What does “numbers matching” mean to you? In a perfect world, one could be literal, and each car would be mated to an engine with the exact matching digits. In BMC car world, however, nothing matches, and without a heritage certificate, you have no idea if you engine actually came in your car.
Traditionally, we tend to think the matching engine for each Bugeye is “in range,” which has always meant to me plus or minus 500 or so digits. But take a look at the heritage certificate shown below for “Mellow” the 1958 Bugeye, which is soon destined for a new home in Arizona. This car (#6825) has an engine number (#5347), roughly 1500 units out of range.
Was this engine rejected, rebuilt and put back into production after 1500 cars passed by? Was this engine hiding under a bench somewhere until someone noticed a perfectly good 948 engine raring to go? We will never know! But at least the heritage certificate confirms that this engine was paired with this car for life (and it is still there to this day).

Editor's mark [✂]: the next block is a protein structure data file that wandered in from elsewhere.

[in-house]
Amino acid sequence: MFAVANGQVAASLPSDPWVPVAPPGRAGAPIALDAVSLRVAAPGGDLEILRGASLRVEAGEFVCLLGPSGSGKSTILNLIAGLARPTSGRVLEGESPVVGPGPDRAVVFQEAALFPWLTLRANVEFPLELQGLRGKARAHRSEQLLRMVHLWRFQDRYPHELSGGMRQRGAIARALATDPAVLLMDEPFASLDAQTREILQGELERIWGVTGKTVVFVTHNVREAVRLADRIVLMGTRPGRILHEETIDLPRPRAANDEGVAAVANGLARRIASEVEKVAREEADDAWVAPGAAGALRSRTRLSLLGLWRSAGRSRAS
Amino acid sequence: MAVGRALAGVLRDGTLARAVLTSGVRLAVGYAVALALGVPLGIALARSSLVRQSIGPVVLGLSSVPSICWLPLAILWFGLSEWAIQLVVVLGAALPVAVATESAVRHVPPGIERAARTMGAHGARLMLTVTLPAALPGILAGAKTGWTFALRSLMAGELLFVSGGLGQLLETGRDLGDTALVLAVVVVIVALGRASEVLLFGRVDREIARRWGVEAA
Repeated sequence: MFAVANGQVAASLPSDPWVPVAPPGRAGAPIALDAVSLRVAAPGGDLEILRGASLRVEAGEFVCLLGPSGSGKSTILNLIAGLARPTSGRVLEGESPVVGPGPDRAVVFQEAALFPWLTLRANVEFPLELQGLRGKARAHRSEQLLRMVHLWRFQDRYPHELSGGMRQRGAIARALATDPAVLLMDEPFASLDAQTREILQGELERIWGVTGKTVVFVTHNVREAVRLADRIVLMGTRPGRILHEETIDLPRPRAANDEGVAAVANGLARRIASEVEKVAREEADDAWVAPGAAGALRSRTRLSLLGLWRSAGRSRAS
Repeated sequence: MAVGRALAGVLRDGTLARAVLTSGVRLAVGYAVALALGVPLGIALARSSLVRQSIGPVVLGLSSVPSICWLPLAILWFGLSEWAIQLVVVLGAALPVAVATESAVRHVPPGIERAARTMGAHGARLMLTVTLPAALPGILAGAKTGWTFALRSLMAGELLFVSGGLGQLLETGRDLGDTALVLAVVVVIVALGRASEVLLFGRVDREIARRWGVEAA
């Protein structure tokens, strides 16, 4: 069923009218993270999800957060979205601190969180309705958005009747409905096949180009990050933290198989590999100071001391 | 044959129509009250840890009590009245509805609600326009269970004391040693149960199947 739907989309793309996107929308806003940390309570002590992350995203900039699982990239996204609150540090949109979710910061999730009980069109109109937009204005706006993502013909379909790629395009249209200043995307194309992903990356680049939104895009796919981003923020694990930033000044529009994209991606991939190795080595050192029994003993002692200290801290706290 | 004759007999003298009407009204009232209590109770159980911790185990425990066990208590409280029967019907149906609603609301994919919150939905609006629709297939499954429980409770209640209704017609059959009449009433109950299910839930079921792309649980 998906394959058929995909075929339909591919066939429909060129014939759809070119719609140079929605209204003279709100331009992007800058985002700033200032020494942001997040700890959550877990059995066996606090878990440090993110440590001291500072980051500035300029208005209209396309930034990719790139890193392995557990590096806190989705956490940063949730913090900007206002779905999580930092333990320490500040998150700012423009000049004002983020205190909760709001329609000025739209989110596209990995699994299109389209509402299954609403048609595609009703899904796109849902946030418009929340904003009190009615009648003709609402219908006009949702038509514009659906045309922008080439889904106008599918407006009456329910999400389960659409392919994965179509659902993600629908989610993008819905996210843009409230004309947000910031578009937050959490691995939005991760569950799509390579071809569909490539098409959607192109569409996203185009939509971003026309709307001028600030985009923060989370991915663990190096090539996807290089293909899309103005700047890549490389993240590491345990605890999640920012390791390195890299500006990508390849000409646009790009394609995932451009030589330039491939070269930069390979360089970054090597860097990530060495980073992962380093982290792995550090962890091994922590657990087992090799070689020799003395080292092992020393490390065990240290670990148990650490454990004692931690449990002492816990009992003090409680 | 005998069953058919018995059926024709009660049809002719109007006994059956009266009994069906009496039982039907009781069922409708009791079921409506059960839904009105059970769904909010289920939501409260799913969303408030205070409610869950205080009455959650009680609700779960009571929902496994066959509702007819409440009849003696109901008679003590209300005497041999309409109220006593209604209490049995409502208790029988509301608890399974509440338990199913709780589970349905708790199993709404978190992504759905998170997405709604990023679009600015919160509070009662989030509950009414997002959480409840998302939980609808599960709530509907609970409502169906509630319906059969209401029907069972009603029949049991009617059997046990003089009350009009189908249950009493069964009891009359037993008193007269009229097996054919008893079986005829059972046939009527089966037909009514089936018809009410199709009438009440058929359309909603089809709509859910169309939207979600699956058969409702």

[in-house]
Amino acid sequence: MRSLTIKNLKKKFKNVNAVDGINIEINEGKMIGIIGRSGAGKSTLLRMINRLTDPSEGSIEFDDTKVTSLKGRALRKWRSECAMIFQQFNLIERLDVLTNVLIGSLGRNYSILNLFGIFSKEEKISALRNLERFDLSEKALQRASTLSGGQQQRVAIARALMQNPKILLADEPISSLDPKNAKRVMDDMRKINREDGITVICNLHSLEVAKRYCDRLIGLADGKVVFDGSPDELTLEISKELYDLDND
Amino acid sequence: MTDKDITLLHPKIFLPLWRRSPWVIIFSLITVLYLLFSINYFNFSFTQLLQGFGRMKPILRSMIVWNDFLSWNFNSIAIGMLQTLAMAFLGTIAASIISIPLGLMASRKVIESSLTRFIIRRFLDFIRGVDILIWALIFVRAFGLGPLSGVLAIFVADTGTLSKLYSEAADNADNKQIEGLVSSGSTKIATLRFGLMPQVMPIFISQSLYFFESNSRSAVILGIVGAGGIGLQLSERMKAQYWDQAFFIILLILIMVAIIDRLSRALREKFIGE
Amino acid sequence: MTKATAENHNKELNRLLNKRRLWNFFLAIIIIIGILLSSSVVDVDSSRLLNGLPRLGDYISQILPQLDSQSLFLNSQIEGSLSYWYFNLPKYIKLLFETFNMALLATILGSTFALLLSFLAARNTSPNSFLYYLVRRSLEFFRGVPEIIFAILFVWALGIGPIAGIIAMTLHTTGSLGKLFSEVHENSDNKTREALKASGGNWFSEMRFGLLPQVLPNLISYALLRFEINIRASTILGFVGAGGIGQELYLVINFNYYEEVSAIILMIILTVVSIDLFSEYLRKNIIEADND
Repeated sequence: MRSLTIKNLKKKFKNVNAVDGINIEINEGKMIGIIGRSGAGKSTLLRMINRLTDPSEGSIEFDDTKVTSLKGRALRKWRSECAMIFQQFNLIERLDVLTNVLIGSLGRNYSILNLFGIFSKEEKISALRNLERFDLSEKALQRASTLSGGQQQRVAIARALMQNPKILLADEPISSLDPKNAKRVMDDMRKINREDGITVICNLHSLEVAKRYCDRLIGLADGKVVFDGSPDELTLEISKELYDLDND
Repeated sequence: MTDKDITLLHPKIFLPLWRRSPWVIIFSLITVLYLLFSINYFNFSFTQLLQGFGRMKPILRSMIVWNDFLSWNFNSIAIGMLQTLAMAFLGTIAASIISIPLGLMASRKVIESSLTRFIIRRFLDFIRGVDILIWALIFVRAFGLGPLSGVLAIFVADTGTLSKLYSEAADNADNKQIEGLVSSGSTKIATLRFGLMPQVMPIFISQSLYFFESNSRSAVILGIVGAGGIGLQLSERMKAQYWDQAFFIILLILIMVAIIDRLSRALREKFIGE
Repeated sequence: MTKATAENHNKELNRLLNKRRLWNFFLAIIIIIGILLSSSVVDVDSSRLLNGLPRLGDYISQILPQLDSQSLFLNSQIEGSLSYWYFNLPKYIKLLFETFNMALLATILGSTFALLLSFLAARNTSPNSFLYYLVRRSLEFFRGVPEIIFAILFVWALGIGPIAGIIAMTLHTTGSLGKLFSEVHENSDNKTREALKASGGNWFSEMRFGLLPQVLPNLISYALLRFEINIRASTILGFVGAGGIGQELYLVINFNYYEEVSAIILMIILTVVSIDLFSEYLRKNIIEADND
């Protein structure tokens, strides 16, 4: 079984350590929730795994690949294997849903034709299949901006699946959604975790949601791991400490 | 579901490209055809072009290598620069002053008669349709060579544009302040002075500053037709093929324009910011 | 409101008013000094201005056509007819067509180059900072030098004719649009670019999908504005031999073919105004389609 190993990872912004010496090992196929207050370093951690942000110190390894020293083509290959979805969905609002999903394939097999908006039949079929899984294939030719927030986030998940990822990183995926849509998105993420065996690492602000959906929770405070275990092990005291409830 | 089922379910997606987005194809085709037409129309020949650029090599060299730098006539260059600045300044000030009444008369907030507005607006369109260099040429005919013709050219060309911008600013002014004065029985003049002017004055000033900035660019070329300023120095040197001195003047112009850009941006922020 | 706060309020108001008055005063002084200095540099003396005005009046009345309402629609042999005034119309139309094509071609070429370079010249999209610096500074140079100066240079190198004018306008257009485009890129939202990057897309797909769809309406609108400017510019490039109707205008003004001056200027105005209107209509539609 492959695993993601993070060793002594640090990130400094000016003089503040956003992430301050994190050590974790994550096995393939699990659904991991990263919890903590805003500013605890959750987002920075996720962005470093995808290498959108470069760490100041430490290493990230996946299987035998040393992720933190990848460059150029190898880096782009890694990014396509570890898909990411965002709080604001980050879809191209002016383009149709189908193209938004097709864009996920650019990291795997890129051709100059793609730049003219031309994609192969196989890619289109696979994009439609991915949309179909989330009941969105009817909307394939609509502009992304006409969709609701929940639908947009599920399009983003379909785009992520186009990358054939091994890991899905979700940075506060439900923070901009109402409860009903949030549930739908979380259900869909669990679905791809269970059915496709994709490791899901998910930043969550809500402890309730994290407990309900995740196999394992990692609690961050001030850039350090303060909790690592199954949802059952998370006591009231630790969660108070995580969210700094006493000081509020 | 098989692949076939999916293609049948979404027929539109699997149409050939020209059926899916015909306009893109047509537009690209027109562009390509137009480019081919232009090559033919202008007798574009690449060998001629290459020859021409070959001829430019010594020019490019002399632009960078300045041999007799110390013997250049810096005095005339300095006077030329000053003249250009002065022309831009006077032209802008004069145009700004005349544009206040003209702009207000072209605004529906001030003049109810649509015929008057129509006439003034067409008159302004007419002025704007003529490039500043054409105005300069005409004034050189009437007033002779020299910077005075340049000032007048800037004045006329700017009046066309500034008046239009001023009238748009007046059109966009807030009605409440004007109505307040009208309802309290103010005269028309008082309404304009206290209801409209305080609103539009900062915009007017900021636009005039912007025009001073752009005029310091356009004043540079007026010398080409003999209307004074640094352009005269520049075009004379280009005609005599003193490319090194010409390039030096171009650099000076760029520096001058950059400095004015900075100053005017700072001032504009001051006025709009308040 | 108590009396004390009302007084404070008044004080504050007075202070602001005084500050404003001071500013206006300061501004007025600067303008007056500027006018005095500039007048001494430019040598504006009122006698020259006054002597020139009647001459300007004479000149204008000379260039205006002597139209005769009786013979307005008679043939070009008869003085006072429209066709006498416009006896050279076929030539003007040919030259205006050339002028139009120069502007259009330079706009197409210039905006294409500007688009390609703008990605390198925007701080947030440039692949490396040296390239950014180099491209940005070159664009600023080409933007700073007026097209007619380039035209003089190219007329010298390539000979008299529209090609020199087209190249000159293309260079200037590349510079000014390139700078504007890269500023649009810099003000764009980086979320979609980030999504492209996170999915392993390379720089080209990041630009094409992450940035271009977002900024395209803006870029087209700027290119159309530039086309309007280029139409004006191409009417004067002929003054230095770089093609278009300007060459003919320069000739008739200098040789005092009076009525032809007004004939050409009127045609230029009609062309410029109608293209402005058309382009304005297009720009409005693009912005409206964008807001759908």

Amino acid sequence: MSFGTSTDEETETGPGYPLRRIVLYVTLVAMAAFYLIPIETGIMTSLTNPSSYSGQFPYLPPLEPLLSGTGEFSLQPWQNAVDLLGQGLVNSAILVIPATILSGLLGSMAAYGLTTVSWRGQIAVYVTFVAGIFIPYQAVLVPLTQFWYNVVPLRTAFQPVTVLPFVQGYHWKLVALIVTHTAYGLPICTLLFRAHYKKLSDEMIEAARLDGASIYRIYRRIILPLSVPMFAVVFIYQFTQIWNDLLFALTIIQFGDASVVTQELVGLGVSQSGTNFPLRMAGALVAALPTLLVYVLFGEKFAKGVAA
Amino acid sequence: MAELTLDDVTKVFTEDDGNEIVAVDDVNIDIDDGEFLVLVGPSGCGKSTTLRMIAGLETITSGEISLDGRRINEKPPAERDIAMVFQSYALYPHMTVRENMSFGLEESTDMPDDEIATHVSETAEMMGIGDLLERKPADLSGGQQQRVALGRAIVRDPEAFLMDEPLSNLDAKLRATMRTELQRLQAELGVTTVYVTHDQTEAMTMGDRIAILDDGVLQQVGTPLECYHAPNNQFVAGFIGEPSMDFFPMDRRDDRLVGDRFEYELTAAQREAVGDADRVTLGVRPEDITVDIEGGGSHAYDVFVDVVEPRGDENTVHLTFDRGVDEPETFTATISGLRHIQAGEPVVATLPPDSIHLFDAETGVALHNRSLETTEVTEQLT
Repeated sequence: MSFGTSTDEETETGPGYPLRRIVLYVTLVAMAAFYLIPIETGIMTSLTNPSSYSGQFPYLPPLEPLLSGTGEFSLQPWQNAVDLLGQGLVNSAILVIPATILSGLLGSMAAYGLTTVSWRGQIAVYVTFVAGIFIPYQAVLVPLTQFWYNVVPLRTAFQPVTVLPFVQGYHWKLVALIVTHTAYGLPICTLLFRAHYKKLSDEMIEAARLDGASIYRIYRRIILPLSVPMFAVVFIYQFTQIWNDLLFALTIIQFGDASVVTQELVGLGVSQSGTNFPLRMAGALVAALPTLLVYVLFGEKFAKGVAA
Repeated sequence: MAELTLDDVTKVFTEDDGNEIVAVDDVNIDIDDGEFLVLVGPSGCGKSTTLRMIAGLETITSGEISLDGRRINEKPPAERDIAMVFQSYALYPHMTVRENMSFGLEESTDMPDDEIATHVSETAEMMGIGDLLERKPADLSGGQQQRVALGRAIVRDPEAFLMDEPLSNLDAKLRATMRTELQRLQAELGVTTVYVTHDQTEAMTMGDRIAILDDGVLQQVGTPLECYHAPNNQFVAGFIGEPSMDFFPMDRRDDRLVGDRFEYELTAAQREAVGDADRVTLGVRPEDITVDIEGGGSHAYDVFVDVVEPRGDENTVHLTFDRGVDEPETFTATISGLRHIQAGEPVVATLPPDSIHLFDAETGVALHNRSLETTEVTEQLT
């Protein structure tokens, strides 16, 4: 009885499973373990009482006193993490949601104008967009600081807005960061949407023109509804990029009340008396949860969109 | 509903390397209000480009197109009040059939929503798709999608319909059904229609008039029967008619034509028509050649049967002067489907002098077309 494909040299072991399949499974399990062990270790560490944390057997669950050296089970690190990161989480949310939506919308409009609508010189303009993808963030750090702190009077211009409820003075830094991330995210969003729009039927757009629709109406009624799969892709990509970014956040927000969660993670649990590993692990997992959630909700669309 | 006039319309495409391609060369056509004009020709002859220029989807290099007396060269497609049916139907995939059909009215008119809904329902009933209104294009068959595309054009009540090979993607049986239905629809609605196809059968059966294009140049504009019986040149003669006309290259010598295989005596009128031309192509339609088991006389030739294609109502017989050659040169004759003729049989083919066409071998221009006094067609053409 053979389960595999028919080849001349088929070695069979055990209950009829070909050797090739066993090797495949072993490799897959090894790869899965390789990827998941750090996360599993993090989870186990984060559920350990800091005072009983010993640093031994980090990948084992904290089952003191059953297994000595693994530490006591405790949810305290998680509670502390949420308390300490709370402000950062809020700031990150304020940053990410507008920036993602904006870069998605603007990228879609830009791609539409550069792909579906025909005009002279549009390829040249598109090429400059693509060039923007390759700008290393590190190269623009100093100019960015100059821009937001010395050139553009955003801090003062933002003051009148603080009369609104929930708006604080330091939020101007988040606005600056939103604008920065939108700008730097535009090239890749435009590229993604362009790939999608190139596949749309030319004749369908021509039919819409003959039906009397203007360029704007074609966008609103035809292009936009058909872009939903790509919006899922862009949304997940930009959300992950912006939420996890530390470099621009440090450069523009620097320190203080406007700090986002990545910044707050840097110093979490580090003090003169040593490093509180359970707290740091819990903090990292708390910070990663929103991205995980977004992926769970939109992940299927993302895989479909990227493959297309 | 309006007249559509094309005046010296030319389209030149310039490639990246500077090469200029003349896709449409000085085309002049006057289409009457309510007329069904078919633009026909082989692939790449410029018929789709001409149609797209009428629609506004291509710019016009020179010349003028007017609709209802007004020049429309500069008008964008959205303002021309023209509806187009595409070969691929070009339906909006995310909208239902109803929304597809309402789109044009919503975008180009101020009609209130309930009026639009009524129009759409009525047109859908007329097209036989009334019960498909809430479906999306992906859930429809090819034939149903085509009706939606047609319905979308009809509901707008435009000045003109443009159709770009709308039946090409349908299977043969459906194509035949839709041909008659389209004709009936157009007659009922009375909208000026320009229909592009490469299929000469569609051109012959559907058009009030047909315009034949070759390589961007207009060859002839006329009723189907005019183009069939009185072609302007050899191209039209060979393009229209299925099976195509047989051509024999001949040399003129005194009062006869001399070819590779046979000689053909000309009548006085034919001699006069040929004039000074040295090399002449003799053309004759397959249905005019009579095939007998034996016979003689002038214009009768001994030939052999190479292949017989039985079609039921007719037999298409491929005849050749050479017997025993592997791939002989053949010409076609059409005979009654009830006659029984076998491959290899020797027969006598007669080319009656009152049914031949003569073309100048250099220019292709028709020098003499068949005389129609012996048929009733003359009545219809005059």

This particular car was dispatched in mid-November 1958. It would have spent a month or so waiting for a boat ride across the Atlantic, where it would have waited again at a United States dock to clear customs and ship by road to a dealer. The car is titled as a 1959 car, which means the first buyer didn’t come along for the car until 1959, which is not surprising, particularly if the car landed in January at a dealership in a cold climate. I can’t imagine that Bugeyes sold well in the middle of winter.
So we have here a completely original car, built in 1958, titled in 1959 and with a matching engine 1500 units out of range. Such is life with the numbering system for most British cars of this vintage. This is not the first (or the last time) we will see this sort of anomaly in the numbering system of the cars we so adore.